The obligations which more immediately terminate on himself, and which may therefore be styled the duties which he owes himself, may be classed under the heads of moderation and contentment, fortitude and a diligent attention to the formation of good habits, and prudence, or a suitable regard to his own happiness: we shall also notice some of the evils opposed to these.



MODERATION and contentment are in themselves nearly allied, involving the same views, and implying the exercise of the same virtuous dispositions and habits. The person who is truly temperate, from a practical knowledge of the will of God in reference to the chief ends of his being, is contented with the divine dispensations, persuaded that they are all directed by infinite wisdom and benevolence, and shall issue in great and eternal good. The chief elements of his happiness are within, in peace of conscience, the favour of God, and in the hope of everlasting felicity; he is therefore freed from the pain, and disappointment, and misery, of pursuing and substituting shadows for realities, and of repining at the difficulties and trials incident to his lot.

The duty of temperance or moderation is strongly recommended to us by the light of nature ; and this recommendation revelation enforces by the weight of its authority. It enjoins its disciples to let their moderation be known unto all men ; to avoid anxiety for the provision of the future ; to be painfully solicitous for nothing ; but to live in the exercise of trust in God; and to have continual recourse to Him by prayer and supplications with thanksgiving.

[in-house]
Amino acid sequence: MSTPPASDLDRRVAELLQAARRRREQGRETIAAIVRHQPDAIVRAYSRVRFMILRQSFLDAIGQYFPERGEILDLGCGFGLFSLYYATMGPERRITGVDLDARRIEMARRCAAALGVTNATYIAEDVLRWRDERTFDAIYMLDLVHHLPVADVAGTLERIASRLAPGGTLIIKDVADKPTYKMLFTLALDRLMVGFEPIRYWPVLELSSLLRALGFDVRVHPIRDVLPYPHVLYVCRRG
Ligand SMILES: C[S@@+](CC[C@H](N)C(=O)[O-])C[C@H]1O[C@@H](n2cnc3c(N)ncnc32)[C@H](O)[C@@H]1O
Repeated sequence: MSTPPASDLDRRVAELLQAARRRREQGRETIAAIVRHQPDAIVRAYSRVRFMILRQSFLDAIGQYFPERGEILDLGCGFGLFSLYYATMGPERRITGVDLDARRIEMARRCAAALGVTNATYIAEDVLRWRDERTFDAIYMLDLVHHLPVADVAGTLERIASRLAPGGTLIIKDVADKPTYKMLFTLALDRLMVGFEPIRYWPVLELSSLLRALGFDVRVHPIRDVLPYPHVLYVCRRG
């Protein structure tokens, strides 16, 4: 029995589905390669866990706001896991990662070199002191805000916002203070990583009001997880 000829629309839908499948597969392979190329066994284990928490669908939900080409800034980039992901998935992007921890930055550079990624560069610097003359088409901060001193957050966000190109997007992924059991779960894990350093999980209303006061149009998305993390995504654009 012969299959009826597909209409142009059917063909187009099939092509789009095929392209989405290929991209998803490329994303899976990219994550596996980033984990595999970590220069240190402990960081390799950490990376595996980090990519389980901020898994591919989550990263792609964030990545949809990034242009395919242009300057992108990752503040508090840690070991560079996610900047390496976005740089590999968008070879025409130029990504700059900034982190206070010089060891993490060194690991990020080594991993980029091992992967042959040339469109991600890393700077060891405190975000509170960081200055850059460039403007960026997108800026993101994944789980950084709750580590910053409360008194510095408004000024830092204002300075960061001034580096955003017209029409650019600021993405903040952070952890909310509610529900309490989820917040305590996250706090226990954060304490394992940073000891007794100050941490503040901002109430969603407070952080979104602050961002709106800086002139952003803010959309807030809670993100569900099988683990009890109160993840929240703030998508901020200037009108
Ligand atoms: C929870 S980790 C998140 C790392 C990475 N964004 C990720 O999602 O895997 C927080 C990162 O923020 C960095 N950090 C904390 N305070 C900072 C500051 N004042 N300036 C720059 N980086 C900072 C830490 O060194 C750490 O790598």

Temptations to the neglect of this duty are numerous. There are many tendencies in human nature which would lead us to overlook its fulfilment. There are those desires which moralists term acquired, whose operation is often at variance with the dictates and the rules of temperance. The desire of wealth attaches an undue value to riches, and presents to our view the gaudiness and pomp of earthly grandeur, as highly conducive, if not essential, to a great share of enjoyment. We have imbibed, from our earliest years, prejudices and prepossessions which have gradually acquired strength and vigour from the working of passion within, and from the habitual pursuits of vanity from without, till at a more mature period of life their influence is so completely confirmed, as to bias and pervert the affections and judgment, and turn away the heart from the truth.

If this remark be true, to no inconsiderable extent, of mankind in general, how unquestionably is it so of him who has been nursed in the lap of luxury-whose wishes were no sooner formed than gratified-who has grown up, surrounded by all the symbols of wealth and fashion, and who is led by the circumstances of his lot, almost without reflection, to believe that life is not worth the possession unaccompanied with these its adyentitious decorations. How natural for him is


2 H

« ForrigeFortsæt »